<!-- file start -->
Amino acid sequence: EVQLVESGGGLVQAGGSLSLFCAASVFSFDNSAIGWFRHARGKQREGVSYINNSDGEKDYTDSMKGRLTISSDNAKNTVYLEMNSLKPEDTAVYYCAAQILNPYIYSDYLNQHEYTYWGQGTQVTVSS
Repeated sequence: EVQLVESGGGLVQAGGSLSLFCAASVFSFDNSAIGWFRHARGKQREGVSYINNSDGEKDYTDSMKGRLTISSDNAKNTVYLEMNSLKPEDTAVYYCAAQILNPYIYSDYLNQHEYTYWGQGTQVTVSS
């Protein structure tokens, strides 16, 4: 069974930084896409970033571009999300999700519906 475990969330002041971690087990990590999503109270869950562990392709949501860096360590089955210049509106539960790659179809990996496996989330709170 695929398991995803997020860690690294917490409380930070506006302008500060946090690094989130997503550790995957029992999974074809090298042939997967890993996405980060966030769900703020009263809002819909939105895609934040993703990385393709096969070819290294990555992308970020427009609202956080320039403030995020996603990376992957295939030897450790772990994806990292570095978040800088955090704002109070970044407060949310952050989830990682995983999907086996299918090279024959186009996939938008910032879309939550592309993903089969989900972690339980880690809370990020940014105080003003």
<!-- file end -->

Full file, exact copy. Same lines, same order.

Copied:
Amino acid sequence: EVQLVESGGGLVQAGGSLSLFCAASVFSFDNSAIGWFRHARGKQREGVSYINNSDGEKDYTDSMKGRLTISSDNAKNTVYLEMNSLKPEDTAVYYCAAQILNPYIYSDYLNQHEYTYWGQGTQVTVSS
Repeated sequence: EVQLVESGGGLVQAGGSLSLFCAASVFSFDNSAIGWFRHARGKQREGVSYINNSDGEKDYTDSMKGRLTISSDNAKNTVYLEMNSLKPEDTAVYYCAAQILNPYIYSDYLNQHEYTYWGQGTQVTVSS
């Protein structure tokens, strides 16, 4: 069974930084896409970033571009999300999700519906 475990969330002041971690087990990590999503109270869950562990392709949501860096360590089955210049509106539960790659179809990996496996989330709170 695929398991995803997020860690690294917490409380930070506006302008500060946090690094989130997503550790995957029992999974074809090298042939997967890993996405980060966030769900703020009263809002819909939105895609934040993703990385393709096969070819290294990555992308970020427009609202956080320039403030995020996603990376992957295939030897450790772990994806990292570095978040800088955090704002109070970044407060949310952050989830990682995983999907086996299918090279024959186009996939938008910032879309939550592309993903089969989900972690339980880690809370990020940014105080003003």